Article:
In several judgements, the Omani courts stated that the basis of contractors and engineers returning to each other is tort liability. in case no. 32/94 the Commercial Court concluded that the manufacturer, contractor and engineer are responsible for the defect in the concrete. Also, the Court held that the Primary Court judgment was wrong when it stated that the contractor could not sue the engineer as the legal basis for the contractor claim of recourse to the engineer based on tort liability.

Liability for using construction products that do not comply with the specifications

If the contractor is responsible for providing most or all of the materials, he would be jointly liable with the engineer for using materials that comply with the specifications designated in the contract. If the specification is not available, the product must be sufficient for its purpose as mentioned in the agreement or from the purpose for which the product was assigned. In this meaning, Article (629(1)) of the Civil Transactions Law states that: “If the employer stipulates that the contractor should provide the materials for the work, in whole or in part, he shall provide them in accordance with the conditions and specifications stated in the contract, otherwise in accordance with common practice.”

TThe most critical questions regarding specifications are whether the employer has the right to sue the contractor/engineer and demand compensation for using materials whose specifications differ from the agreed-upon even though they are free of defects? Can he claim compensation for possible damages that may occur in the future due to the use of lower quality materials?

Liability for defective materials if inspected and approved by the engineer during manufacture

Construction contracts usually include a provision not to exempt the contractor from liability if he had inspected the products and machinery used for construction at the manufacturing stage. Therefore, the engineering has examined the materials as part of his responsibility and has approved them; accordingly, the contractor remains responsible for any defective products.

However, if the contract is silent on the contractor’s responsibility and the engineer examines the materials and agrees to them. Does the contractor remain responsible? In case No. 32/94, the Commercial Court held the contractor’s responsibility for the defects of the materials supplied by him shall remain even if the engineer has examined these materials.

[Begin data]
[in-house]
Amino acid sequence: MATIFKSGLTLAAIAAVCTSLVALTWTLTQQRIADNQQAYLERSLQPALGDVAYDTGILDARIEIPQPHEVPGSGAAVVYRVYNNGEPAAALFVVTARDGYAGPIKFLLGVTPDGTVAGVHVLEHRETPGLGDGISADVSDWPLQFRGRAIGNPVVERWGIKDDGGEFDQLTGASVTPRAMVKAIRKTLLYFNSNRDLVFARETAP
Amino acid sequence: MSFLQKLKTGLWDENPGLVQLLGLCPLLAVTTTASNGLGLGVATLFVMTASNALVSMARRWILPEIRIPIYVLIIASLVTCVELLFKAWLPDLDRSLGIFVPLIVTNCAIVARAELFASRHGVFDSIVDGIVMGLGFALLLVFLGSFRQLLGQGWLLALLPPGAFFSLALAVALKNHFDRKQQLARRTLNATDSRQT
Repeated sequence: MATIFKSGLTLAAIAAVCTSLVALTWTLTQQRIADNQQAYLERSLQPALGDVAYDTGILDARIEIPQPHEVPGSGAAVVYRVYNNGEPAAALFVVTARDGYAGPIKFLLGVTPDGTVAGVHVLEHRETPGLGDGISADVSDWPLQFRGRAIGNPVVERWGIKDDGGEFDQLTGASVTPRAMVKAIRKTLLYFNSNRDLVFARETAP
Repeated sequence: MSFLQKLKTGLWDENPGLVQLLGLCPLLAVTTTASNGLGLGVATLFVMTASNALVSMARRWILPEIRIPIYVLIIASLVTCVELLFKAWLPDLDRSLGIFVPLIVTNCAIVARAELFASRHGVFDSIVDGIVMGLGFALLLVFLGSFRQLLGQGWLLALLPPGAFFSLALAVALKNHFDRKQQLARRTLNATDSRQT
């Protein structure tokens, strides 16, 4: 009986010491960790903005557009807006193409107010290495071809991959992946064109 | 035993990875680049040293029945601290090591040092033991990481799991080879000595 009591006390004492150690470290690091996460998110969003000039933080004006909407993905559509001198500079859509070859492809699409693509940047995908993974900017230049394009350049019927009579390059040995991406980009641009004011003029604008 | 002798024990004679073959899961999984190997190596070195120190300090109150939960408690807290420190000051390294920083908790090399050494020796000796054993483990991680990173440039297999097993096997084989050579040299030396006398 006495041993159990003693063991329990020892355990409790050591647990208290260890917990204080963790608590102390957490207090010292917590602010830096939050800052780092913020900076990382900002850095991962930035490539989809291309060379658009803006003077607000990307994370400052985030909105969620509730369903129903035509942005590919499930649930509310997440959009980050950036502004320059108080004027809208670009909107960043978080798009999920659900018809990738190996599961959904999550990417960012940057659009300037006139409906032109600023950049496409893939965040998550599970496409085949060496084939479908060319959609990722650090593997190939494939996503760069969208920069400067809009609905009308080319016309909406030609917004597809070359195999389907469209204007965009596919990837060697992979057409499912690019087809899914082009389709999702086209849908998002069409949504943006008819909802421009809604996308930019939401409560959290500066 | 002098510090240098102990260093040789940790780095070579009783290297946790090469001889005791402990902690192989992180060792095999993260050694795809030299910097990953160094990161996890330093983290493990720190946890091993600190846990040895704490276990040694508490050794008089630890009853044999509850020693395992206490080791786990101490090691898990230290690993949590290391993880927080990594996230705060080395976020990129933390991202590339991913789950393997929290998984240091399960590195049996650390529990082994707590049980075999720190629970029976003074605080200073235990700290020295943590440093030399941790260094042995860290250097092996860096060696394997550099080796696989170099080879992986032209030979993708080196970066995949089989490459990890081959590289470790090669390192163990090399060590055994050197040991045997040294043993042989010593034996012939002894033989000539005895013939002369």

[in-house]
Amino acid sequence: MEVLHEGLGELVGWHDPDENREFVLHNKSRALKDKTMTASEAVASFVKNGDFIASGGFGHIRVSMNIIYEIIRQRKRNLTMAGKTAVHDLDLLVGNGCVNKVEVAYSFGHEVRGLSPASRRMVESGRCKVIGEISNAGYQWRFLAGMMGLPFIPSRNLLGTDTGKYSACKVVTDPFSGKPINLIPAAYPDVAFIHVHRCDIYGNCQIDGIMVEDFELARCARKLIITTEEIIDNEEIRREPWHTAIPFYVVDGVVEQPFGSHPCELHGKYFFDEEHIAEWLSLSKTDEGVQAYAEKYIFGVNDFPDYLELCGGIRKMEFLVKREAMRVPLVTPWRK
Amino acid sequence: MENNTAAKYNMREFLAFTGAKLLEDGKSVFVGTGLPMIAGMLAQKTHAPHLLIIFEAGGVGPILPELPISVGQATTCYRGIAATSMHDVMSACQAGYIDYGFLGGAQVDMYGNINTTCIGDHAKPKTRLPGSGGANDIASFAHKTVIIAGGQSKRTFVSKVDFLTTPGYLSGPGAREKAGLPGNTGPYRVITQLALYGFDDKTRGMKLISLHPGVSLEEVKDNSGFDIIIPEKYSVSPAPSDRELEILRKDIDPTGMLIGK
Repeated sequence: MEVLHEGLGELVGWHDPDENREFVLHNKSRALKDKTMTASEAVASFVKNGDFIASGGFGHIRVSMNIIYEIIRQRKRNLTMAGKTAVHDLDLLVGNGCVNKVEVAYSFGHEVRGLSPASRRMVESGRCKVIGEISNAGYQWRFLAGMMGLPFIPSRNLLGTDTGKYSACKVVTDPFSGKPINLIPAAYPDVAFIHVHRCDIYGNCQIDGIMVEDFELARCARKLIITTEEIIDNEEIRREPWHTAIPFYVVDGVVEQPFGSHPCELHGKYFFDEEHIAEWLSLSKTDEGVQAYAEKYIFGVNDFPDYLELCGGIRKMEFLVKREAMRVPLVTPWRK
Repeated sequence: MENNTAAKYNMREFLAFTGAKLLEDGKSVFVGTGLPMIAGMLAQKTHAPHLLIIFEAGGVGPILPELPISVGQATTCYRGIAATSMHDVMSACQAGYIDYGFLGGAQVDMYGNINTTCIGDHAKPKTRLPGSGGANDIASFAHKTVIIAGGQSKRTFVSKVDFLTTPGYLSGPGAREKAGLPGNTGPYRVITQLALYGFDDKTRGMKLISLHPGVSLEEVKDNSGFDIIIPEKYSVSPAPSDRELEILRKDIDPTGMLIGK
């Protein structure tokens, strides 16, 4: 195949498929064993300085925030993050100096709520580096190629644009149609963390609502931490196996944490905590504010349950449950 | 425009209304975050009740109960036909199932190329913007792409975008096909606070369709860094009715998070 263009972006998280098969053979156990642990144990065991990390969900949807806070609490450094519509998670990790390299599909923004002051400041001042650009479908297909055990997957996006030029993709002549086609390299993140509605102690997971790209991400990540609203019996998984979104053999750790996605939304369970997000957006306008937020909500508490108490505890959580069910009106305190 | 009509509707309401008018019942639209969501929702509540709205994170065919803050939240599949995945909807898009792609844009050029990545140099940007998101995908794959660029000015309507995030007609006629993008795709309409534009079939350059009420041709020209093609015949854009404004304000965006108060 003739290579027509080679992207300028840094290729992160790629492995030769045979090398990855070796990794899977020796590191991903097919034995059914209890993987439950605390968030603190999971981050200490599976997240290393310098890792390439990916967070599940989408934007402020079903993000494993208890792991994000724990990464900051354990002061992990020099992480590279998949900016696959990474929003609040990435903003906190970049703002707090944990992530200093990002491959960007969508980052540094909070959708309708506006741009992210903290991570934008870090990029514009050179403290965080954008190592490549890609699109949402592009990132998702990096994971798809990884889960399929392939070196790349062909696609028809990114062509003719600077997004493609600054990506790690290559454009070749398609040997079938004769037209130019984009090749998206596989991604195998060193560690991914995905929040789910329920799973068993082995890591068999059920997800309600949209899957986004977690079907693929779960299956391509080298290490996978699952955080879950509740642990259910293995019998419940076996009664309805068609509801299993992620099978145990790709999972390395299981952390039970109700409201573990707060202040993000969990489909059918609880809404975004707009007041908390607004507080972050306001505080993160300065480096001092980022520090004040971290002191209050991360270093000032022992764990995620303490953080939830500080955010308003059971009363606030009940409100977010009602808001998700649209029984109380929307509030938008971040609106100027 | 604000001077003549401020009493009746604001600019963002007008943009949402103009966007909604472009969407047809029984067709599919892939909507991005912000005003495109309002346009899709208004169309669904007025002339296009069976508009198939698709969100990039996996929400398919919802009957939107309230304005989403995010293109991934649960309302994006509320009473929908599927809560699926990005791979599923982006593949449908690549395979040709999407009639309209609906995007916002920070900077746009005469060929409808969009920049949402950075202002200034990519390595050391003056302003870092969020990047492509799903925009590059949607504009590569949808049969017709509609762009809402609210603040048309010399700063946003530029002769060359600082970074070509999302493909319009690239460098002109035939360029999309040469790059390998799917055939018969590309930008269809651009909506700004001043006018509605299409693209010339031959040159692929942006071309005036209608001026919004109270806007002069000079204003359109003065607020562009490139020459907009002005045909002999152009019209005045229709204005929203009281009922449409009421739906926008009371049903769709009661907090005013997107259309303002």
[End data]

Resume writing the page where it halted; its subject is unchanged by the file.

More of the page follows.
Another related questions are:

If the contractor is not responsible for the materials supply, is he bound to inform the employer of defects in such materials?

Will the contractor be exempted from liability in the event of the employer’s intervention by imposing specifications or providing defective materials?

If the contractor informs the engineer regarding defects materials, but the engineer insists on supplying them, is the contractor responsible?

Answering this question requires evaluating each case separately considering the court’s practice in similar disputes.

Terminating the construction contract or compensating the owner/employer due to defects in building materials

If the flaws to the building have resulted from using defective materials or materials that are non-compliant with the specifications, which leads to substantial damages that the employer would not accept if he became aware of it before completion of the project, then the employer has the option to terminate the contract or otherwise keep the building and may ask for compensation in both circumstances. However, if the defects were not substantial, the court may only compensate the employer for the damages.

Ali Al Rashdi